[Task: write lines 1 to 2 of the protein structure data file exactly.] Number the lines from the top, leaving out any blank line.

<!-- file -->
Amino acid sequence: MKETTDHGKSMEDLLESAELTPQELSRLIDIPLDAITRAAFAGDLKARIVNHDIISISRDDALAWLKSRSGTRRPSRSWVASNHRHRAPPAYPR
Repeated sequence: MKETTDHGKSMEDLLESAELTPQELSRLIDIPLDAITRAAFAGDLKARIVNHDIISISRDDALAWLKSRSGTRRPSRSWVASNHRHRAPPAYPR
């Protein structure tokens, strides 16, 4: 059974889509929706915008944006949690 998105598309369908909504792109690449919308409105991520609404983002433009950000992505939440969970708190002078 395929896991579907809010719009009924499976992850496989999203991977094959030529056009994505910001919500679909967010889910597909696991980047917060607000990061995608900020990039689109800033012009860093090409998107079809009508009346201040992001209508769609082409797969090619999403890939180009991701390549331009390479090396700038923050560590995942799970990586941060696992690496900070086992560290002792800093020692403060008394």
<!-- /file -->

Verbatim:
Amino acid sequence: MKETTDHGKSMEDLLESAELTPQELSRLIDIPLDAITRAAFAGDLKARIVNHDIISISRDDALAWLKSRSGTRRPSRSWVASNHRHRAPPAYPR
Repeated sequence: MKETTDHGKSMEDLLESAELTPQELSRLIDIPLDAITRAAFAGDLKARIVNHDIISISRDDALAWLKSRSGTRRPSRSWVASNHRHRAPPAYPR